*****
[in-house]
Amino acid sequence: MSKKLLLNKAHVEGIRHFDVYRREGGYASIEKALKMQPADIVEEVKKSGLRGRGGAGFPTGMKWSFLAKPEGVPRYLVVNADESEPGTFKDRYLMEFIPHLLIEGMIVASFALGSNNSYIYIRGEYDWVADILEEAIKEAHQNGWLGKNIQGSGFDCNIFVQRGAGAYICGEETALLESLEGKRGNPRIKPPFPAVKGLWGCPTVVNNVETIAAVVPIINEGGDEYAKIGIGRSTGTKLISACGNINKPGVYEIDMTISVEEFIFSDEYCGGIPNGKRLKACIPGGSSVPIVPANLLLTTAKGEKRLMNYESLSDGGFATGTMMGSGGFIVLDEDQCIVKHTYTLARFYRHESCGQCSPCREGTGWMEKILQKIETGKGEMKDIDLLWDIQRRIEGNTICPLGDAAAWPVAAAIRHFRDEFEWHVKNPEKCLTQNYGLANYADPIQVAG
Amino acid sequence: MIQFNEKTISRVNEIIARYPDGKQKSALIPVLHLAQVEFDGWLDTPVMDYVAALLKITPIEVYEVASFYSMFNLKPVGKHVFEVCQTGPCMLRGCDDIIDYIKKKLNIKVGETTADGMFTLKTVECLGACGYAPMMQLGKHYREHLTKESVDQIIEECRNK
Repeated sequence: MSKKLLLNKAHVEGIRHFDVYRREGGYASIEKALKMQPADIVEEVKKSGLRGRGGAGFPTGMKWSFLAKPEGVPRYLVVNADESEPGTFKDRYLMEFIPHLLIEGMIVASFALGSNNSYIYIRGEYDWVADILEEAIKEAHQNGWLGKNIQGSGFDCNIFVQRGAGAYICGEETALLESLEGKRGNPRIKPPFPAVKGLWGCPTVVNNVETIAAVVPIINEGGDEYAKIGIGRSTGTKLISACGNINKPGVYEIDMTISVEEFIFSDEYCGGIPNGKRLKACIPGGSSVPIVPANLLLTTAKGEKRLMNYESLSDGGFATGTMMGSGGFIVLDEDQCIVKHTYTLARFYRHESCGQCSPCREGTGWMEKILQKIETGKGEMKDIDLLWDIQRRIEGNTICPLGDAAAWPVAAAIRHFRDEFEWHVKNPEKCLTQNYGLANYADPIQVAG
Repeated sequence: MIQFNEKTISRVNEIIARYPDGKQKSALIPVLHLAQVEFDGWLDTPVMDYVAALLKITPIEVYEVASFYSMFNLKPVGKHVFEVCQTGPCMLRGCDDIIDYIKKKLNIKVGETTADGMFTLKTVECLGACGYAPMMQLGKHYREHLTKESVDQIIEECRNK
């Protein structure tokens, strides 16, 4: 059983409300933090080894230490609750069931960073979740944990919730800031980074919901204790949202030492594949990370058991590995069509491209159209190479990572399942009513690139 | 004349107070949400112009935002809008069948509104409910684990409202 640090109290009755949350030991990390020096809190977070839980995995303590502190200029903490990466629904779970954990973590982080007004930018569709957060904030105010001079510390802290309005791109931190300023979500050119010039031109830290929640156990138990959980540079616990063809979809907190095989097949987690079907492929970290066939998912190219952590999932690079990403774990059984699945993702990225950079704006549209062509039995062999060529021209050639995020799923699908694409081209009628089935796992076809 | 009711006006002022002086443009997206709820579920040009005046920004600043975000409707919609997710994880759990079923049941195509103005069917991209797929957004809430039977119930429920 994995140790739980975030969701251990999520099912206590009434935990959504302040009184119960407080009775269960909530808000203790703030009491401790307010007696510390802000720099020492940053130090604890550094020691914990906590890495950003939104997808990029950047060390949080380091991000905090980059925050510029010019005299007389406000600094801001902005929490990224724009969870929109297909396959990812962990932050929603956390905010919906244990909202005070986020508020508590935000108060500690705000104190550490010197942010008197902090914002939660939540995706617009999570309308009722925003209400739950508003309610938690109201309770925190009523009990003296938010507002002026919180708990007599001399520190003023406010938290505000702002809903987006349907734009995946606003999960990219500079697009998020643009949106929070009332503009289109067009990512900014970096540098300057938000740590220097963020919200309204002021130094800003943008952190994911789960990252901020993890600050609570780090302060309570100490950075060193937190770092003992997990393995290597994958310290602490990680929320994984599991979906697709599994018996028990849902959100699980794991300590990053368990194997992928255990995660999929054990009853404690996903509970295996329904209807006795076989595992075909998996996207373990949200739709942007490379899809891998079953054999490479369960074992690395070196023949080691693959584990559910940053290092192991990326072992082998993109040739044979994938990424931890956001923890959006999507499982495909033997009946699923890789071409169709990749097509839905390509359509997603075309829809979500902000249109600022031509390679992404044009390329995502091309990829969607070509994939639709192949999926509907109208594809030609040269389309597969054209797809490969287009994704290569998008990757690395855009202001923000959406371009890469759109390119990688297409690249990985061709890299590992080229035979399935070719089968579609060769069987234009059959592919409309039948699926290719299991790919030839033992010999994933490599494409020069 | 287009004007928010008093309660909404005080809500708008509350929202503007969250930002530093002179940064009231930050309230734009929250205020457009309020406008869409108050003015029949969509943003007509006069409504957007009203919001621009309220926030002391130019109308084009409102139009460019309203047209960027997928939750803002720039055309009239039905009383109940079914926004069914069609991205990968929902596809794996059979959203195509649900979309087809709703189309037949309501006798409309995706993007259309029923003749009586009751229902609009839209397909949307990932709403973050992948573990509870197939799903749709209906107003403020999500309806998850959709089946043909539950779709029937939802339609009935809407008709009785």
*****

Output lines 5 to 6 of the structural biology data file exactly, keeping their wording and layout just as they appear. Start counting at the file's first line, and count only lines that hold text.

Repeated sequence: MIQFNEKTISRVNEIIARYPDGKQKSALIPVLHLAQVEFDGWLDTPVMDYVAALLKITPIEVYEVASFYSMFNLKPVGKHVFEVCQTGPCMLRGCDDIIDYIKKKLNIKVGETTADGMFTLKTVECLGACGYAPMMQLGKHYREHLTKESVDQIIEECRNK
């Protein structure tokens, strides 16, 4: 059983409300933090080894230490609750069931960073979740944990919730800031980074919901204790949202030492594949990370058991590995069509491209159209190479990572399942009513690139 | 004349107070949400112009935002809008069948509104409910684990409202 640090109290009755949350030991990390020096809190977070839980995995303590502190200029903490990466629904779970954990973590982080007004930018569709957060904030105010001079510390802290309005791109931190300023979500050119010039031109830290929640156990138990959980540079616990063809979809907190095989097949987690079907492929970290066939998912190219952590999932690079990403774990059984699945993702990225950079704006549209062509039995062999060529021209050639995020799923699908694409081209009628089935796992076809 | 009711006006002022002086443009997206709820579920040009005046920004600043975000409707919609997710994880759990079923049941195509103005069917991209797929957004809430039977119930429920 994995140790739980975030969701251990999520099912206590009434935990959504302040009184119960407080009775269960909530808000203790703030009491401790307010007696510390802000720099020492940053130090604890550094020691914990906590890495950003939104997808990029950047060390949080380091991000905090980059925050510029010019005299007389406000600094801001902005929490990224724009969870929109297909396959990812962990932050929603956390905010919906244990909202005070986020508020508590935000108060500690705000104190550490010197942010008197902090914002939660939540995706617009999570309308009722925003209400739950508003309610938690109201309770925190009523009990003296938010507002002026919180708990007599001399520190003023406010938290505000702002809903987006349907734009995946606003999960990219500079697009998020643009949106929070009332503009289109067009990512900014970096540098300057938000740590220097963020919200309204002021130094800003943008952190994911789960990252901020993890600050609570780090302060309570100490950075060193937190770092003992997990393995290597994958310290602490990680929320994984599991979906697709599994018996028990849902959100699980794991300590990053368990194997992928255990995660999929054990009853404690996903509970295996329904209807006795076989595992075909998996996207373990949200739709942007490379899809891998079953054999490479369960074992690395070196023949080691693959584990559910940053290092192991990326072992082998993109040739044979994938990424931890956001923890959006999507499982495909033997009946699923890789071409169709990749097509839905390509359509997603075309829809979500902000249109600022031509390679992404044009390329995502091309990829969607070509994939639709192949999926509907109208594809030609040269389309597969054209797809490969287009994704290569998008990757690395855009202001923000959406371009890469759109390119990688297409690249990985061709890299590992080229035979399935070719089968579609060769069987234009059959592919409309039948699926290719299991790919030839033992010999994933490599494409020069 | 287009004007928010008093309660909404005080809500708008509350929202503007969250930002530093002179940064009231930050309230734009929250205020457009309020406008869409108050003015029949969509943003007509006069409504957007009203919001621009309220926030002391130019109308084009409102139009460019309203047209960027997928939750803002720039055309009239039905009383109940079914926004069914069609991205990968929902596809794996059979959203195509649900979309087809709703189309037949309501006798409309995706993007259309029923003749009586009751229902609009839209397909949307990932709403973050992948573990509870197939799903749709209906107003403020999500309806998850959709089946043909539950779709029937939802339609009935809407008709009785």